Artificial Intelligence: The future of heavy equipment

Artificial Intelligence: The future of heavy equipment

  • maquinaria

29 September, 2021

Do you remember autonomous cars? Except for a few occasional accidents, you haven't heard much about them lately. But there has actually been great progress in developing the underlying artificial intelligence (AI) technology for them.

One person who has been involved in AI research and development from almost the beginning is Bibhrajit Halder. In the early 2000s, Halder worked with the Defense Advanced Research Projects Agency (DARPA), then Caterpillar on its first autonomous mining trucks, and eventually moved to Silicon Valley to work with Apple and others on vehicle projects. autonomous.

Halder is the founder and CEO of SafeAI, a company that modernizes heavy equipment such as dumpers, trucks and skid steers with autonomous technology. Additionally, the company has partnered with Obayashi (one of Japan's top five construction companies) on an autonomous construction site and is working with Goodyear to integrate tire intelligence into autonomous vehicles.



We recently had the opportunity to speak with Halder and ask him what happened to autonomous vehicles and what that could mean for the mining and construction industries. As for autonomous cars, "That's tough," says Halder. “The problem is enormously challenging. The work is ongoing and there has been great progress in the last 10 years. But much remains to be done. Companies like Waymo are getting closer. And when they do, the floodgates will open. We just don't know when that will be."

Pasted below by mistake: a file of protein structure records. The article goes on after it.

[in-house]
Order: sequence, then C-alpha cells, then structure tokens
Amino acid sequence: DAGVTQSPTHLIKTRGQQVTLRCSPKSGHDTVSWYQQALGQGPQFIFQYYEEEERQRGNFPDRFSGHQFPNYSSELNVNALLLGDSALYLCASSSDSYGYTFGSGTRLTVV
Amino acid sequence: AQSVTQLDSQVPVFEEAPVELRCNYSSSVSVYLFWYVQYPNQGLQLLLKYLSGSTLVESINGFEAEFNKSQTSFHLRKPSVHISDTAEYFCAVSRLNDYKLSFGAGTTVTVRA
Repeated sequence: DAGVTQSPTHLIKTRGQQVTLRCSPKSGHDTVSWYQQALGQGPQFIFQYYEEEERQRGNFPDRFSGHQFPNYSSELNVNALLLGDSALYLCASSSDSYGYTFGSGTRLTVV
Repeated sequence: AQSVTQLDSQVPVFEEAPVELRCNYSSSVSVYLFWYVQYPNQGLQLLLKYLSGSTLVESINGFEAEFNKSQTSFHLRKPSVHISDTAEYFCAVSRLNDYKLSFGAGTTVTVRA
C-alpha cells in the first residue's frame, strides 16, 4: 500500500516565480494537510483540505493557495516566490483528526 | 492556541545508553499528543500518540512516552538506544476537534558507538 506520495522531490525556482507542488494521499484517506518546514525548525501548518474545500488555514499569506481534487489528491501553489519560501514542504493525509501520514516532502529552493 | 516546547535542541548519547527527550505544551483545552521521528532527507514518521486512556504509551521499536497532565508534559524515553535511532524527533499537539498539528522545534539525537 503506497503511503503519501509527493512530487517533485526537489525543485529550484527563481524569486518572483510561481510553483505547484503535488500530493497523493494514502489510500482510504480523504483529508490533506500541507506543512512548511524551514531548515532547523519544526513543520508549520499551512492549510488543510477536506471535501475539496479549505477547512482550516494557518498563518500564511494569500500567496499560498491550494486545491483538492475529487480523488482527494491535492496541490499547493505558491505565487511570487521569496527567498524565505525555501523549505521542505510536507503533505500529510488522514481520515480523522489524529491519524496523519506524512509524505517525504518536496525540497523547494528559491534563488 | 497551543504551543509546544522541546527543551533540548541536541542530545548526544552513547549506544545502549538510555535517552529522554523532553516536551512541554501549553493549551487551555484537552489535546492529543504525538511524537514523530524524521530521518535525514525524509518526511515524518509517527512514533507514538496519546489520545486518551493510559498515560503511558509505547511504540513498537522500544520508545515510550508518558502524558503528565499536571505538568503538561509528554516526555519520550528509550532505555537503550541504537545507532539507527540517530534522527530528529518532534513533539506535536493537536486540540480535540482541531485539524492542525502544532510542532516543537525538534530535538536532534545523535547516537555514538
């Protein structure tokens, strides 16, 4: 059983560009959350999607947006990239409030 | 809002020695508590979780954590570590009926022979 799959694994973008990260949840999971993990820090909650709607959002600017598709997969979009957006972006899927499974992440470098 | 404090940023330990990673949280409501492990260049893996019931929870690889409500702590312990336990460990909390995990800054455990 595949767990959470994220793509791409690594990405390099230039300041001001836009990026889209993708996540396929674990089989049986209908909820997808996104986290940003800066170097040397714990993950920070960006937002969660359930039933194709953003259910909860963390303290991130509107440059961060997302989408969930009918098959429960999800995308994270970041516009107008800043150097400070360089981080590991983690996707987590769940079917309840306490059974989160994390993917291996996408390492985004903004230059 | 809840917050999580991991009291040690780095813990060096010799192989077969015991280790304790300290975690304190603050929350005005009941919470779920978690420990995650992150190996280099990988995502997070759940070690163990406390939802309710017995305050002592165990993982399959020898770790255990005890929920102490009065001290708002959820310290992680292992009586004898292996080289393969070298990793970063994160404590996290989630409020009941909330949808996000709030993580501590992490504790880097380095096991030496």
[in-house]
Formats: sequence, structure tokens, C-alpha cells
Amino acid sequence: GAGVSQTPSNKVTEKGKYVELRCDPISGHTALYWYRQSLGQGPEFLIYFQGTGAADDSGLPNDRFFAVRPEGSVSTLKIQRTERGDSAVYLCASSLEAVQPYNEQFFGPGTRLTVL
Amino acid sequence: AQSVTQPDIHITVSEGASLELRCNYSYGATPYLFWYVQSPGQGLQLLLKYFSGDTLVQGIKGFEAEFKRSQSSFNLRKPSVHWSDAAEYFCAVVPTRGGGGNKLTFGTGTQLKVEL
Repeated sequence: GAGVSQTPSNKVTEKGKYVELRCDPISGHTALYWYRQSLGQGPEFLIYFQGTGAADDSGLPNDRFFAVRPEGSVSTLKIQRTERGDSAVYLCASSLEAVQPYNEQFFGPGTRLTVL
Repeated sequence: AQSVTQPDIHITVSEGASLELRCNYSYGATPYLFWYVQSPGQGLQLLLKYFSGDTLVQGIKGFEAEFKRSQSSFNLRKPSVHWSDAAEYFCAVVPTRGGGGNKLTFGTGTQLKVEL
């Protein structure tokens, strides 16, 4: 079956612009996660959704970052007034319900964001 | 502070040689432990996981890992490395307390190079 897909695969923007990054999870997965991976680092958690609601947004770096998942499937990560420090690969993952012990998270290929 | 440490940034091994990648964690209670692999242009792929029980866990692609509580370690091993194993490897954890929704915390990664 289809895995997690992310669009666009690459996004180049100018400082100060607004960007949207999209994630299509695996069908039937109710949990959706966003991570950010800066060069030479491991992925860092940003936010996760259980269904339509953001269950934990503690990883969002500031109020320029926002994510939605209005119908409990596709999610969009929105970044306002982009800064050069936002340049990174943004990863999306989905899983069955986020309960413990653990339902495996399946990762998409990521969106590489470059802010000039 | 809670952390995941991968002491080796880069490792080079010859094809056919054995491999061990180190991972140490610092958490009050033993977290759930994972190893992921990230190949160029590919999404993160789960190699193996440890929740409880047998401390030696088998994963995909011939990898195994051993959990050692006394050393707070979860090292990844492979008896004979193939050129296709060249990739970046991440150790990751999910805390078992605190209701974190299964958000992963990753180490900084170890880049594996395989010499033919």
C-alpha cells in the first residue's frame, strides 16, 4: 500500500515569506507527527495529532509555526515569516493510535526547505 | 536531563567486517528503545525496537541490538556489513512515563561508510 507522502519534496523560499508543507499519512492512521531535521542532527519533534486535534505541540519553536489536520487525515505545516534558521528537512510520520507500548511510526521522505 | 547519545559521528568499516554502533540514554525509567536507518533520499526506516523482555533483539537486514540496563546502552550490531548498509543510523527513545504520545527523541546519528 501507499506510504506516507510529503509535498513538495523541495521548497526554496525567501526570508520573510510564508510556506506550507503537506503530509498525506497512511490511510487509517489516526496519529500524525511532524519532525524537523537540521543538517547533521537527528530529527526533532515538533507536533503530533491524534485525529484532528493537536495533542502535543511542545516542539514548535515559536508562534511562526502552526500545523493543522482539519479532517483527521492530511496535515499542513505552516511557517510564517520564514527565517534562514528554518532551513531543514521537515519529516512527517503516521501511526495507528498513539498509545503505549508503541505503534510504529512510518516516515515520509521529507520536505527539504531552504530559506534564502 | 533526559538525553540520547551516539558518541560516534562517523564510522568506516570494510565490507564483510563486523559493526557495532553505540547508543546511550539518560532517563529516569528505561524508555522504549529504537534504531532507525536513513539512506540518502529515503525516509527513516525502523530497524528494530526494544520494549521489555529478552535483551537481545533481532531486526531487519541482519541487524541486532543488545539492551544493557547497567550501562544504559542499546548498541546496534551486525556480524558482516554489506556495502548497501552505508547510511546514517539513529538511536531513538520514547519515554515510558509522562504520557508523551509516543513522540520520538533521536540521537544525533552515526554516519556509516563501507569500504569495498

On the other hand, heavy equipment, particularly mining, is way ahead in terms of adoption. "The mining industry has already moved more than 5 billion tons of material with autonomous trucks," says Halder. Even more significant, he says, is the fact that most of those mining trucks are powered by technology that is already out of date. And new technology, developed to solve problems in automotive applications, is now starting to make a difference in the autonomy of mining and heavy equipment.

For the sake of simplicity, Halder refers to both old and new technology as AI 1.0 and AI 2.0. The new AI The AI ​​1.0 that entered the mining truck market in the early last decade was based on GPS, LiDAR, and CPUs in the machines. They did the job very well, but they were limited in what they could do and how much information they could capture and process. The big difference now with AI 2.0 is that engineers have graphics processing units (GPUs) in addition to CPUs, says Halder. “GPUs offer a hundred times more computing power than before. That means we can do a lot more with our algorithms. GPU technology is more mature and can handle many more use cases. "GPUs were originally developed for the video game industry because in video games many of the pixels change very quickly and CPUs are not adept at this type of processing. "GPUs are better at parallel processing and can scale significantly better, and that helps AI, because AI requires parallel processing," says Halder.